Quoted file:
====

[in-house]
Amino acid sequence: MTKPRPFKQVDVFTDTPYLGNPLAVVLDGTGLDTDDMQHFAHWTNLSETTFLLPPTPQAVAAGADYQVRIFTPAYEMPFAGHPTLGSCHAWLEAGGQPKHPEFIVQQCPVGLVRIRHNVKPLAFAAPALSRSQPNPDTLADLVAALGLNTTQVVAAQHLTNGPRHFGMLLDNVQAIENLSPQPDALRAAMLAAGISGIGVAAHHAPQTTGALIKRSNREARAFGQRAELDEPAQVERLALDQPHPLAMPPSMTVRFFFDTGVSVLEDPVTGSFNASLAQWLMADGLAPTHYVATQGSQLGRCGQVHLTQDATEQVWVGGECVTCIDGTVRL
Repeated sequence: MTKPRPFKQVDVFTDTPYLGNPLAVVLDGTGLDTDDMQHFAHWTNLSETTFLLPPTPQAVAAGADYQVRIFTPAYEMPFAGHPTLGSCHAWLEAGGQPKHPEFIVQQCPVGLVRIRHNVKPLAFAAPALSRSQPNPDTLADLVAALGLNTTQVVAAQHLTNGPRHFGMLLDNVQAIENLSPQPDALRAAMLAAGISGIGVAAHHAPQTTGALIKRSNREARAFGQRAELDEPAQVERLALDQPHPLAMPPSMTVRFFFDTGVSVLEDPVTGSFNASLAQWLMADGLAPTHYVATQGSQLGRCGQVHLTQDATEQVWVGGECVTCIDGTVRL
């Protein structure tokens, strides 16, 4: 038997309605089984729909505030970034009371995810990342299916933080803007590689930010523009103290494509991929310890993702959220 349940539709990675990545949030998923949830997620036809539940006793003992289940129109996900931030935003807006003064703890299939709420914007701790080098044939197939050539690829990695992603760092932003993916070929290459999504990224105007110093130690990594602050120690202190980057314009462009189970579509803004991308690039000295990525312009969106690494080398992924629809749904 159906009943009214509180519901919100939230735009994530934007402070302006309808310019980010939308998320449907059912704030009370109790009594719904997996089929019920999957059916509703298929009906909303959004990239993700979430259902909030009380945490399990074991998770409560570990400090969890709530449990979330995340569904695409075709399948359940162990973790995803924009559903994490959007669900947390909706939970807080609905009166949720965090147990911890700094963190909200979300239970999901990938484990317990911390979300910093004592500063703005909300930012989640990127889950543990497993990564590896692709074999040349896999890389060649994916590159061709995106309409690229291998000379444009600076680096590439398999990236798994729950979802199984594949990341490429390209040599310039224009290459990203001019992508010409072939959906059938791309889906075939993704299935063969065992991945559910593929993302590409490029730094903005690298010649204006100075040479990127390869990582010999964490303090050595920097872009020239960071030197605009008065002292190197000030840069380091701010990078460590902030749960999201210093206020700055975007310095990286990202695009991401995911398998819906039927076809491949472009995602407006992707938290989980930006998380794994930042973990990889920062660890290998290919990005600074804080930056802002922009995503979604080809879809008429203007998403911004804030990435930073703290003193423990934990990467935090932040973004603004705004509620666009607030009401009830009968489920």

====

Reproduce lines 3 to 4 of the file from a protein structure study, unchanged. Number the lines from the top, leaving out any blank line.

Repeated sequence: MTKPRPFKQVDVFTDTPYLGNPLAVVLDGTGLDTDDMQHFAHWTNLSETTFLLPPTPQAVAAGADYQVRIFTPAYEMPFAGHPTLGSCHAWLEAGGQPKHPEFIVQQCPVGLVRIRHNVKPLAFAAPALSRSQPNPDTLADLVAALGLNTTQVVAAQHLTNGPRHFGMLLDNVQAIENLSPQPDALRAAMLAAGISGIGVAAHHAPQTTGALIKRSNREARAFGQRAELDEPAQVERLALDQPHPLAMPPSMTVRFFFDTGVSVLEDPVTGSFNASLAQWLMADGLAPTHYVATQGSQLGRCGQVHLTQDATEQVWVGGECVTCIDGTVRL
């Protein structure tokens, strides 16, 4: 038997309605089984729909505030970034009371995810990342299916933080803007590689930010523009103290494509991929310890993702959220 349940539709990675990545949030998923949830997620036809539940006793003992289940129109996900931030935003807006003064703890299939709420914007701790080098044939197939050539690829990695992603760092932003993916070929290459999504990224105007110093130690990594602050120690202190980057314009462009189970579509803004991308690039000295990525312009969106690494080398992924629809749904 159906009943009214509180519901919100939230735009994530934007402070302006309808310019980010939308998320449907059912704030009370109790009594719904997996089929019920999957059916509703298929009906909303959004990239993700979430259902909030009380945490399990074991998770409560570990400090969890709530449990979330995340569904695409075709399948359940162990973790995803924009559903994490959007669900947390909706939970807080609905009166949720965090147990911890700094963190909200979300239970999901990938484990317990911390979300910093004592500063703005909300930012989640990127889950543990497993990564590896692709074999040349896999890389060649994916590159061709995106309409690229291998000379444009600076680096590439398999990236798994729950979802199984594949990341490429390209040599310039224009290459990203001019992508010409072939959906059938791309889906075939993704299935063969065992991945559910593929993302590409490029730094903005690298010649204006100075040479990127390869990582010999964490303090050595920097872009020239960071030197605009008065002292190197000030840069380091701010990078460590902030749960999201210093206020700055975007310095990286990202695009991401995911398998819906039927076809491949472009995602407006992707938290989980930006998380794994930042973990990889920062660890290998290919990005600074804080930056802002922009995503979604080809879809008429203007998403911004804030990435930073703290003193423990934990990467935090932040973004603004705004509620666009607030009401009830009968489920």